HOW A STRONG WOMAN STEALS THE SHOW
by ELIZABETH ZELVIN
As a card-carrying feminist (if there were such a thing), I have a tendency to jump up waving my hand, like Hermione the first year at Hogwarts, whenever someone starts talking about mysteries with strong female characters.
It’s not entirely my aging memory that makes me forget over and over that the protagonist of my series is a guy: recovering alcoholic Bruce Kohler, with his smart mouth, his New York attitude, and his ill-concealed heart of gold.
A reviewer of the new book, Death Will Extend Your Vacation, said some nifty things about it, including that it “will keep readers guessing till the end.” However, he wrote me privately that he didn’t understand why Barbara, more than Bruce, seemed to be driving the investigation.
It was a fair question, because I’ve given Barbara not just an important part in the investigation, but a very active role, along with Bruce, in the climactic showdown with the murderer. I did the same in Death Will Get You Sober. Yep, I broke one of the cardinal rules of traditional mysteries (the protagonist is the one who gets the bad guy), and I had some good reasons for doing so.
The first reason is historical. I did not intend to write a book without a strong female protagonist. I was passionately committed to writing a book about recovery from alcoholism. I might have chosen a woman alcoholic, except that I cared deeply about the secondary theme of friendship getting a second chance, and I had a two-guy story to tell.
Two boys, best friends, grow up together, start drinking together, become alcoholics together. Then one gets sober; the other keeps drinking, wrecking his own life and all his relationships. Fifteen years later, the second guy gets sober. Can this friendship be saved?
So I tried to do both. I wrote a story with two protagonists, a male alcoholic (Bruce) and a female codependent (Barbara), with the long-sober friend (Jimmy, Barbara’s boyfriend) as a sidekick. I gave them alternating chapters, both in first person, each with a distinctive voice.
About 160 queries and many revisions later, the first book appeared. But in the meantime, an astute editor had suggested that I rewrite the manuscript. He thought Bruce made a terrific protagonist but that Barbara, while a good character, would do better as a sidekick.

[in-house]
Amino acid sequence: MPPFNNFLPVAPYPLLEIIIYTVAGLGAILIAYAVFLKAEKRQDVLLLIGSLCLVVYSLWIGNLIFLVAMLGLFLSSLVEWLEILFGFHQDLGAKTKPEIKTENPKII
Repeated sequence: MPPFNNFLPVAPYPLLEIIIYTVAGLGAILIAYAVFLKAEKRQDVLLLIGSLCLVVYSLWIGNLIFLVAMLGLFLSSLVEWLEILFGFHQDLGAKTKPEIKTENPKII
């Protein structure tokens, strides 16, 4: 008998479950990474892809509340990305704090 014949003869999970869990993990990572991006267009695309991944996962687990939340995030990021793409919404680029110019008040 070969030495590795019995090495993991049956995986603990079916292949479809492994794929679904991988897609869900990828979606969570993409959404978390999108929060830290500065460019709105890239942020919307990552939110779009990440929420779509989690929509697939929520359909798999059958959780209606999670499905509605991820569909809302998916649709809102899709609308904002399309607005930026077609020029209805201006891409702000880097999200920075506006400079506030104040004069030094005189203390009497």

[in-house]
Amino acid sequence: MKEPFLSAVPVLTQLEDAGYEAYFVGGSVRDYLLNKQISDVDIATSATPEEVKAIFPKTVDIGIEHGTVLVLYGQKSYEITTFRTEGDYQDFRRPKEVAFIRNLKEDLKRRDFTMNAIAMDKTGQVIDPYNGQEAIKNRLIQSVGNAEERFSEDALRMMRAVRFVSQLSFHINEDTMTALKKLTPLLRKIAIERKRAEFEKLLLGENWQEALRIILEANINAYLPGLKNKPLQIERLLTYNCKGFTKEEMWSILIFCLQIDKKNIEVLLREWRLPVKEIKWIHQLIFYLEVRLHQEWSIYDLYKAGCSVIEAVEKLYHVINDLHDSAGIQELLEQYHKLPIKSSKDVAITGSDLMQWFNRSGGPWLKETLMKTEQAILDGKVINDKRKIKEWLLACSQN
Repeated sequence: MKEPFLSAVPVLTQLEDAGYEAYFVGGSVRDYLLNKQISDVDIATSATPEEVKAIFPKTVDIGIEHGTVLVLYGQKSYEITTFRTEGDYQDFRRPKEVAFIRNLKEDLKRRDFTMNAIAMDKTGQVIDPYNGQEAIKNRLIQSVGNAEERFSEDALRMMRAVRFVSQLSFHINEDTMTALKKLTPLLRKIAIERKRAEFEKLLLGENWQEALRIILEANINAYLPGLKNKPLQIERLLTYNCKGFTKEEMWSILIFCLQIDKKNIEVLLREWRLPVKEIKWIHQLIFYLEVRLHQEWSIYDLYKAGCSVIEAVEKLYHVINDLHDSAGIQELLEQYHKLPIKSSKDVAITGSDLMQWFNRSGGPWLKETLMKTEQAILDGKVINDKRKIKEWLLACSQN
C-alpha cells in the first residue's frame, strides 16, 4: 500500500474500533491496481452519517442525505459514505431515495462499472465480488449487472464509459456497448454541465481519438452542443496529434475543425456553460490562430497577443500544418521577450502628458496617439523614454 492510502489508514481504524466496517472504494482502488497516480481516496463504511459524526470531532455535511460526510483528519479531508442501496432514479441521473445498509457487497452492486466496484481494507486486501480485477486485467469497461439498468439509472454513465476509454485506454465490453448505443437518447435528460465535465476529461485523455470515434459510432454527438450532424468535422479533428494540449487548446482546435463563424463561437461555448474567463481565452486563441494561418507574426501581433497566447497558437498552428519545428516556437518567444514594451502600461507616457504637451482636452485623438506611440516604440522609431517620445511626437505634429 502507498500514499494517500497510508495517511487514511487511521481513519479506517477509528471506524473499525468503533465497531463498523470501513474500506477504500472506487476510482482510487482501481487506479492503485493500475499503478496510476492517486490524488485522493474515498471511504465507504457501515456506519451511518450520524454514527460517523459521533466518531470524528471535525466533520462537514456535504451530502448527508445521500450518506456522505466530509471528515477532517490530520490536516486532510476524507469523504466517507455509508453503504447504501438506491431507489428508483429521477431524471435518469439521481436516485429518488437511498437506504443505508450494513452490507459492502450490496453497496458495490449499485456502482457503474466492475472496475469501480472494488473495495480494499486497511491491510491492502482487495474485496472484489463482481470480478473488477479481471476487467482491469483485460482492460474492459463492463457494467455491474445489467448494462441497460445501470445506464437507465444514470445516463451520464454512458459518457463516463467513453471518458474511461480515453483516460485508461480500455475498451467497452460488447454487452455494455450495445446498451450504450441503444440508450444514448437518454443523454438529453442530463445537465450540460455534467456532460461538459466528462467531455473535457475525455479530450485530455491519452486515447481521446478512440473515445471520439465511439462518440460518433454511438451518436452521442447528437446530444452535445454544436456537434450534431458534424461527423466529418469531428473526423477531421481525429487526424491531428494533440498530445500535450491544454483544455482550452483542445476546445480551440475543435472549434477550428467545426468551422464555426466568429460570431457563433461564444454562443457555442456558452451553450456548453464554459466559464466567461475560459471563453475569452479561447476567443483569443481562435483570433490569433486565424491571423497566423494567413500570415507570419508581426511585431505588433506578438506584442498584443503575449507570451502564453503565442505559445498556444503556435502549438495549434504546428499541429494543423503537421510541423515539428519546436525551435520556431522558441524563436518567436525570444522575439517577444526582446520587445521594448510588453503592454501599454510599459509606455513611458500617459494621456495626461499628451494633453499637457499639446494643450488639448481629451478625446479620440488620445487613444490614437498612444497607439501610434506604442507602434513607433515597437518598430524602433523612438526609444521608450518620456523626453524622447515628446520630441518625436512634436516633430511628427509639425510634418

It was a good suggestion. Barbara was a little too preachy and discursive in the first person but came out just right with a few close third person point of view chapters punctuating Bruce’s narrative. But I still wanted to make her a strong character, so I didn’t remove her from the action.
The second reason comes from my commitment to the character-driven novel. The way Barbara leaps on the sleuthing bandwagon and harrasses Bruce and Jimmy until they can’t do anything but say, “Yes, dear,” and follow her lead is consistent with Barbara’s character as a world-class codependent. A counselor by profession, she burns to help.
She can’t stop rescuing, controlling, and minding other people’s business. As a result, she makes an excellent amateur sleuth. At one point, in a so-far unpublished novella, the guys accuse her of having no boundaries. When she protests, “I have boundaries,” one of them says, “Yeah, the Mongolian border.”
Part of Barbara’s shtik is her investment in both Bruce’s sobriety and the friendship between Bruce and Jimmy. She thinks sleuthing will engage Bruce emotionally—an important aspect of coming back to life after years of hard drinking—and thus help keep him sober. And she is utterly involved in the drama of the guys’ renewed relationship. When they talk on the phone, she listens on the extension (a device I’m reluctantly letting go of as more and more people give up their landlines). She wants to know what they’re thinking and feeling. She says out loud the things they’ll never say, including that they love each other. She’s moved by that. She cares.
As a result, Barbara comes to life every bit as fully as Bruce does. To some readers, her insatiable nosiness is an irritant—a cake crumb under the skin of Kipling’s rhinoceros. But a lot of women readers like Barbara—“She’s a hoot”—or get annoyed with her in a way that tells me she comes across as real. “Has anyone ever told you they’d like to smack Barbara?” one reader asked me. Best of all, to me, is when they say, “I love Barbara—she’s such a strong female character.”
Elizabeth Zelvin is a New York psychotherapist, a three-time Agatha Award nominee, and author of the mystery series featuring recovering alcoholic Bruce Kohler, starting with Death Will Get You Sober. The third book, Death Will Extend Your Vacation, is just out, and “Death Will Tank Your Fish” was a 2011 Derringer Award nominee for Best Short Story. Liz has also just released a CD of original songs, Outrageous Older Woman. Her author website is www.elizabethzelvin.com, and her music website, www.lizzelvin.com. Liz blogs on Poe’s Deadly Daughters and SleuthSayers.